Back in America’s horse and buggy days, Studebaker Brothers Company was the largest manufacturer of vehicles in the world. Abraham Lincoln’s funeral carriage bore the brand as did many of the “prairie schooners” that carted hardy pioneers across dusty prairies to the American west.
Studebaker jumped into the exciting new world of automobile manufacturing with an electric sedan in 1902. The following decades saw the brand prosper as it transitioned to internal combustion cars and enjoyed a solid success, defying the odds of a fiercely Darwinist early auto industry.
Looking to jazz up their plain cars, Studebaker hired legendary industrial designer Raymond Loewy in 1938 to give their cars a fresh, modern look that garnered much praise and increased sales.
Famed Chrysler designer Virgil Exner was a principal designer at Loewy’s firm when they were commissioned to design the radical, groundbreaking 1947 Studebakers that beat Detroit’s “big three” manufacturers’ postwar cars to the market by two years. The striking new Starlight Coupe featured a radical, 180 degree wrap-around rear window. But that was just the warm up.
The company’s next all-new design was a stunner that has a permanent spot on lists of America’s most beautiful cars. The classic low-slung 1953 hardtop Starliner coupe looks as fresh today as it did when it rolled out of South Bend, Indiana to stun the country.
Desperate to compete in an increasingly competitive market, but lacking funds for new designs and the tooling needed to produce them, Studebaker commissioned Loewy to refashion his ’53 coupe design into an exciting sports/luxury job they called the Hawk. The Hawk was innovative, a sporty four passenger “family sports car” that predicted the personal luxury car craze that lit up Detroit several years later. Late 1950s Studebakers started to show the company’s financial desperation when they added awkward fender bulges to accommodate the fashionable new four-headlight look, and tacked-on fiberglass fins to keep up with the times.
Studebaker pushed ahead of the times once again when they beat GM, Ford, and Chrysler to market with the Lark compact in 1959. The squarish little bulldog sedan sold like hotcakes until the Big Three debuted their compact Corvairs, Falcons, and Valiants in 1960. The Big Three’s compacts were all-new from the ground up, while Studebaker’s Lark had to make do with an outdated chassis and a central body section dating from 1953.
Studebaker’s venerable Loewy Starlight coupe was reworked yet again in 1962 as the Gran Turismo Hawk, this time noted stylist Brook Stevens graced it with a formal Thunderbird roofline and chrome outlined fenderlines, magically updating the nearly ten year old design on a shoestring budget.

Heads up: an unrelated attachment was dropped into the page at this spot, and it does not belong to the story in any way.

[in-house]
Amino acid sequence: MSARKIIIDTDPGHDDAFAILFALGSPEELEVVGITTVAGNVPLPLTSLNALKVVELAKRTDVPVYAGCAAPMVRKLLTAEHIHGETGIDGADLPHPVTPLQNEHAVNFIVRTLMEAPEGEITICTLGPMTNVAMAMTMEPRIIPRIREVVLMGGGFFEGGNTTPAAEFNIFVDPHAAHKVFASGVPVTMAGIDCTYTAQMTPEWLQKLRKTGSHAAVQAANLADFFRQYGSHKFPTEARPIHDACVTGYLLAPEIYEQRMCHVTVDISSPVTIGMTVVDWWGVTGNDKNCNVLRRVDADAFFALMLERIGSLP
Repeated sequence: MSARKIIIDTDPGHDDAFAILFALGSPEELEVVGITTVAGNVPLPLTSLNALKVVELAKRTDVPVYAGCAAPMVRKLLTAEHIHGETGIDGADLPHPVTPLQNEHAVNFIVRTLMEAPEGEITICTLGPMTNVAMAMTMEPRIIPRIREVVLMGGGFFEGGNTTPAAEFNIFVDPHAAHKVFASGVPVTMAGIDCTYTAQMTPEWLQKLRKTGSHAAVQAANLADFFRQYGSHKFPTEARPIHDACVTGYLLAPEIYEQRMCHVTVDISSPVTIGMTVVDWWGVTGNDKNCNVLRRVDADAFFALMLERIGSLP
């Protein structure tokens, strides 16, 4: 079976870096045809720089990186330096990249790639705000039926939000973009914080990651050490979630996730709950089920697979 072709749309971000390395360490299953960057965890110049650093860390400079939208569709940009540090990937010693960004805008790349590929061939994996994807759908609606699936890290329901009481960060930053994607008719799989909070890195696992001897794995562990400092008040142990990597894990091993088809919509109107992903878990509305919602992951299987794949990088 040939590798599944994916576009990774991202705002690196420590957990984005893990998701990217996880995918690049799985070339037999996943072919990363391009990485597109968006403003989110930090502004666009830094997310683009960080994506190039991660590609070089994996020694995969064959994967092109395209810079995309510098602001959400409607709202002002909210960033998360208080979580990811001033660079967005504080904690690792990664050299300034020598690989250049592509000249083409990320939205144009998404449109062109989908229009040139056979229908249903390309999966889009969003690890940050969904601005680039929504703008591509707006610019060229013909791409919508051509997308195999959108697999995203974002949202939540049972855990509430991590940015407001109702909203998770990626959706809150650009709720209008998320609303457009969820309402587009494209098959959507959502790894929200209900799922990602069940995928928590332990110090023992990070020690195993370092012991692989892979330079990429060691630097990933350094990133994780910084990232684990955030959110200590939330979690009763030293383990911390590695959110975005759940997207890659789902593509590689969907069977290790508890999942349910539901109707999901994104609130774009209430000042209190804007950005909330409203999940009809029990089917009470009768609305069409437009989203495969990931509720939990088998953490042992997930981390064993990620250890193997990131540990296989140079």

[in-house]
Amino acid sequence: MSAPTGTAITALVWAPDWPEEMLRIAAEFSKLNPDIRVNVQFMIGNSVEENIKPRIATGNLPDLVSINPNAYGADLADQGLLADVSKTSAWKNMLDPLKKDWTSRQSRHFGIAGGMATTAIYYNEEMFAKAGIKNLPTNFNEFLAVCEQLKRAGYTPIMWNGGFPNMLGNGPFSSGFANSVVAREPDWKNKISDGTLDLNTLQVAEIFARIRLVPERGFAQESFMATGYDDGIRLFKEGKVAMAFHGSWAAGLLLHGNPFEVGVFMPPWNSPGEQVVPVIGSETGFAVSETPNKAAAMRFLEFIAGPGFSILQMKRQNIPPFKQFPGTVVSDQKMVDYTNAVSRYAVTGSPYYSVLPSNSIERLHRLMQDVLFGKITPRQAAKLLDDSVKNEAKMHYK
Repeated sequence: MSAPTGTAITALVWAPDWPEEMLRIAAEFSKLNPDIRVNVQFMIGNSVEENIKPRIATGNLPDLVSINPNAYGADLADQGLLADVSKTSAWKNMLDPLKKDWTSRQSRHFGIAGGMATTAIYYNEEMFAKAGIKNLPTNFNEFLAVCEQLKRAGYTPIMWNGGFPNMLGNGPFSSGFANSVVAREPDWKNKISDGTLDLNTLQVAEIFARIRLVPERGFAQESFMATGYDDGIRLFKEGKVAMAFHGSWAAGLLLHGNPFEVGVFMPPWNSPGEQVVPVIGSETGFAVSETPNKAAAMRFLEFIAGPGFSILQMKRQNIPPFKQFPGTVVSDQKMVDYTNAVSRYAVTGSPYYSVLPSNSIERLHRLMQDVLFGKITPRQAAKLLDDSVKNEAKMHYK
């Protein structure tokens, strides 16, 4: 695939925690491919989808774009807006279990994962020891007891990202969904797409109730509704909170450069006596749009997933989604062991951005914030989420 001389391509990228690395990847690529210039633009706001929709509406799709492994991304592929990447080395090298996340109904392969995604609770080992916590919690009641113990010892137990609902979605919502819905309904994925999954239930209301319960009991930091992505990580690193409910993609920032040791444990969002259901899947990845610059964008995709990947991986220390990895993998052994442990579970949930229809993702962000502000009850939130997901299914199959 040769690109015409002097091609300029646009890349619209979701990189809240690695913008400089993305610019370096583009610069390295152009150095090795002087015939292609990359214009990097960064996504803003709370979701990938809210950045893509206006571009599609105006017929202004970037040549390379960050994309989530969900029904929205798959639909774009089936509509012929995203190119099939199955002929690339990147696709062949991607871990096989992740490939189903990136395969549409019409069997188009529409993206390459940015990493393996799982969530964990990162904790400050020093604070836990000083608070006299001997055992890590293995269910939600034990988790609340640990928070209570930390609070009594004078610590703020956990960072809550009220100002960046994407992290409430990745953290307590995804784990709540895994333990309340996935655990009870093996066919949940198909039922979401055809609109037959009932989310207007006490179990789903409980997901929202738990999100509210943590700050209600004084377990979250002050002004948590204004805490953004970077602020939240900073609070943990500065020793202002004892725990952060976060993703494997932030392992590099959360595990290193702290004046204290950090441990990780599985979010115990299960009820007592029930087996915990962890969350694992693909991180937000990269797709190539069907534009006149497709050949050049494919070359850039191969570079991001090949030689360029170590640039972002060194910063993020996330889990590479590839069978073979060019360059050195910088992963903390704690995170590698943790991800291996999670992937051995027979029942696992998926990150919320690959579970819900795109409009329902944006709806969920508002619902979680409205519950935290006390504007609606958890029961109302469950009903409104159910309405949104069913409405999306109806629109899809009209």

Hot to introduce a radical personal sports/luxury “halo” coupe to rev up interest in the company, Studebaker’s energetic new CEO Sherwood Egbert commissioned Raymond Loewy to work his magic once again, this time in an impossibly short forty days. Loewy assembled a crew of three and installed them in a rented house near his own in Palm Springs. Forty days later they’d created the striking Studebaker Avanti coupe, a design classic so appealing in stayed in production largely unchanged for over thirty years.
Unfortunately, though the company contracted to produce the Avanti’s fiberglass body had no trouble turning out all the Corvette bodies Chevrolet required, they were unable to meet Studebaker’s needs and many sales were lost as the company delayed deliveries and was forced to move body production in-house, killing the new car’s momentum. The car itself generated plenty of momentum with its optional supercharger making the Avanti the fastest production car in the world. A near-stock, supercharged Avanti hit 168 MPH at Bonneville Salt Flats, while a specially prepared version screamed through the traps at 196 MPH. Both cars shattered many records.
Plucky independent Studebaker innovated again by introducing the Wagonaire in 1963, a station wagon with a sliding rear roof to allow for tall cargo. It received noticeable publicity, but the roofs leaked and inspired limited sales.
Excited about keeping Studebaker alive, Brooks Stevens had a futuristic prototype coupe called the Sceptre built as a Hawk replacement. It was a promising design, but the company’s sad fate was fast becoming clear and no funding was allotted to develop the car. Loewy also pitched in with Avanti-styled design proposals for sedans, but it was all too little, too late.
Like the sad fates of once proud automotive brands Hudson and Nash, it became increasingly clear that small, independent Studebaker couldn’t elbow past the mighty muscle of Detroit’s big three carmakers to achieve sufficient market penetration.
In a sad case of two drowning firms clinging to each other, Packard bought Studebaker in 1954. It soon became clear that Studebaker’s balance sheet was not in the rosy shape they’d been led to believe. Desperate attempt to keep the brand alive, Packard’s 1957 and ’58 cars were little more than rebadged Studebakers that fooled no one; sales plummeted and a prestigious American brand faded into history.
Studebaker’s sporty Hawk and Avanti models were discontinued when manufacturing of the company’s last remaining model, an updated evolution of the Lark, was moved to Canada in 1964. Chevrolet drivetrains were utilized for the last two years of dwindling sales. Finally, the company’s board pulled the plug on car production after the 1966 model year, ending the long, innovative run of America’s oldest vehicle manufacturer.
Other Studebaker Stories on the Curbside
Dan Skidmore’s 1950 Studebaker Land Cruiser
Written by Jim Cherry